Not done yet! We now need to Manage User Privileges.
Here you will decide how much authority the database user has over the database you’re connecting to. There are best practices here from a security point of view. Ideally, you should never give anyone permissions that they don’t need. However, a WordPress admin (that’s you) will eventually need all the permissions at one point or another, so just select All Privileges, and then save.
You can also read a more detailed account of how to create a database in CPanel here.
Your hosting provider should also have a PHPMyAdmin interface available to you. Locate that in your account dashboard and click on it.
6. Upload your database
Now that we’ve created space for your database to go, we will go into PHPMyAdmin on your server. Locate the name of the database you just created. We’re looking for ‘hamsters_17June’, or whatever you called it.
Click on that.
Then, along the top row of tabs, look for the tab labeled ‘Import’. Select that.
Then, we will select the database to upload. Click on Choose File.
You will need to locate the database you exported from your local PHPMyAdmin in Step 1. It’s probably in your Downloads folder. Once you locate it, simply click or double-click on it and the upload will take place. When this procedure is finished, you will have uploaded the database to its proper place on your new server.
7. Change HOME and SITEURL tables in your database.
There are two places in the database you just uploaded that need to be changed. These are the places that tell your database the address of your site. Since we’re moving from local to live, your website is going to have a different address now. Previously, it might have been called something like ‘http://localhost:8888/hamsters’, where ‘localhost’ just indicates that you were using your local server, ‘8888’ is the port on which you were connecting, and ‘hamsters’ is the name of the directory where your site files were stored. Now that your site is going live, your new address will probably be ‘http://www.hamsters.com’, or, if you prefer to get rid of the ‘www’, just ‘http://hamsters.com’.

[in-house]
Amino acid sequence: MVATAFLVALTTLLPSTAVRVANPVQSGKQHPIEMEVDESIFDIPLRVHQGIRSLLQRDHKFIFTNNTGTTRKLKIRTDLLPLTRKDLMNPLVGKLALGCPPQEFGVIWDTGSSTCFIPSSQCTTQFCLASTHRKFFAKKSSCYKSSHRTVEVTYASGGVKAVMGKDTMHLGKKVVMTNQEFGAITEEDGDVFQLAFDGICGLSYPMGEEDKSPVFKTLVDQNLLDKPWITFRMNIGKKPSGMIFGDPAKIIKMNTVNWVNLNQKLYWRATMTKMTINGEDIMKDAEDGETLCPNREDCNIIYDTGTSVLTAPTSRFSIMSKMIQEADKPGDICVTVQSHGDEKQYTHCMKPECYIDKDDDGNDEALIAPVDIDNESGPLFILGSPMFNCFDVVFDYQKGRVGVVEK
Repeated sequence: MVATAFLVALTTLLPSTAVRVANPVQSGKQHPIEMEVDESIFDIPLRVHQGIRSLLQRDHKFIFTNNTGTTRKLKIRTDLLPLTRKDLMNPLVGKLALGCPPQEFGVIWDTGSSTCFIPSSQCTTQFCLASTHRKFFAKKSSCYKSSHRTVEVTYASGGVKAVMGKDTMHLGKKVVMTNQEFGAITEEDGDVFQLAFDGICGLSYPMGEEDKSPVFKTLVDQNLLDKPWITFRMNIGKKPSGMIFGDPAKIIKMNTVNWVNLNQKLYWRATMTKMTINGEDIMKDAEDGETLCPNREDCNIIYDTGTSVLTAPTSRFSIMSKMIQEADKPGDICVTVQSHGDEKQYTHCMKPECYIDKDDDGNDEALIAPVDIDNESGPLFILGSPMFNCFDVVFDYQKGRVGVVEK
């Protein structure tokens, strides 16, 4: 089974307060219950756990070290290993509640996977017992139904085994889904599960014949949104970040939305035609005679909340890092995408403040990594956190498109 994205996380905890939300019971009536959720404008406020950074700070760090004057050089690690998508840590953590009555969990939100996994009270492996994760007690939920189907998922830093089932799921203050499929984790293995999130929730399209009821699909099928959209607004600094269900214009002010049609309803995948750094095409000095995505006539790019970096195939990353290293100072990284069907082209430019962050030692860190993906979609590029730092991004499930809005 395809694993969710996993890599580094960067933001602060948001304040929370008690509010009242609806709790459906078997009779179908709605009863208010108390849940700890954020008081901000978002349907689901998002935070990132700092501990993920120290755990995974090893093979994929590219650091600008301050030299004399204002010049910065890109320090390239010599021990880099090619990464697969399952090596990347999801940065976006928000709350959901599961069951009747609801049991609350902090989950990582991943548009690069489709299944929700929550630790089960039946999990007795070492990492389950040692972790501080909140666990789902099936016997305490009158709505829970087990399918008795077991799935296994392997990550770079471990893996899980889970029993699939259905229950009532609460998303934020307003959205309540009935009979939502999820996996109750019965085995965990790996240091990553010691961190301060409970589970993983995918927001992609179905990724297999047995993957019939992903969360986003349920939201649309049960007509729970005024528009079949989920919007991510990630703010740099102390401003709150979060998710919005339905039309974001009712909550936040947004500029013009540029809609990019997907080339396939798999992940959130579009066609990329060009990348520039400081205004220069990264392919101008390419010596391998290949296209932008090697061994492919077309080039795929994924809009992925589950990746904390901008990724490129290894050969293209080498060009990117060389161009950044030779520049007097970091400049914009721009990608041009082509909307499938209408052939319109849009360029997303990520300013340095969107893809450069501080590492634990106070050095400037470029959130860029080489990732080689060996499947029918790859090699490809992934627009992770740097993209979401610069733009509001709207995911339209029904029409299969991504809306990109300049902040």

NOTE: It is recommended to use SSL for all websites these days, which means that you will be using ‘https’ instead of ‘http’. However, you need to set up a security certificate on your server first, and that is a separate topic we won’t get into right now. Ask your hosting provider how to set up a free Let’s Encrypt security certificate for your website. SSL is important, and these days it’s free, so there’s no excuse not to have it. Once you have a security certificate set up, you can change this to ‘https’.
On the left side of your PHPMyAdmin screen, make sure you have selected your new database.
Look for a table called ‘wp_options’ and click that.
Now, at the top of your PHPMyAdmin screen, look for the tab called ‘Search’.
In the row labeled ‘option_name’, under Value, enter the phrase ‘home’ and hit Enter.
Now, in the row that appears, you will see a field called ‘option_value’. This will contain the address of your local site. You need to change this to your live site’s address: http://hamsters.com. So, just highlight the current address of ‘http://localhost:8888/hamsters’ and overwrite it with ‘http://hamsters.com’, then hit Enter.
Now we’re going to repeat the above process for another table called SITEURL. So, go back up to the ‘Search’ tab at the top of the screen, and in the ‘option_name’ field, type the word ‘siteurl’, then hit enter. You will need to replace the old site address with the new site address here as well, just like you did for ‘home’.
What you’ve just done here is tell your database the correct NEW address of your site, so that it will no longer look for things on your computer, but instead on your live server.
8. Connect your site files to your database.
Now that your site files are uploaded to your server, and your database is uploaded to your MySQL server on your host, you need to connect the two.
We’ll do this through wp-config.php in your site files. This file lives in what is called the ‘root directory’ of your site–that is, the very first group of files you see when you click on the folder labeled with your site name. In this directory you will see all the core WP files and directories, like wp-content, wp-admin, and wp-includes. You will also see a bunch of other single files. Wp-config.php will be among them.
You can access this file in Filezilla. Once you see it, RIGHT-click it and select ‘View/Edit’. (Don’t double-click it, or it will try to download to your computer.)
NOTE: Depending on your setup, this file will open in whatever program your computer uses to edit PHP files. I highly recommend you don’t use TextEdit, NotePad, or any other plain text editor for this, only because it can be visually very confusing to see lots of lines of code with no way to distinguish between them. There are a number of good IDEs (‘Integrated Development Environment’) out there. An IDE is basically a program you use to open files that makes them pretty to look at and easy to organize lines of code with. I use Sublime Text, which offers a free download and quite a lot of functionality. It’s definitely worth buying, but you don’t need to own it to use it here. The other IDE I have used is Notepad++ (I think this one is Windows only).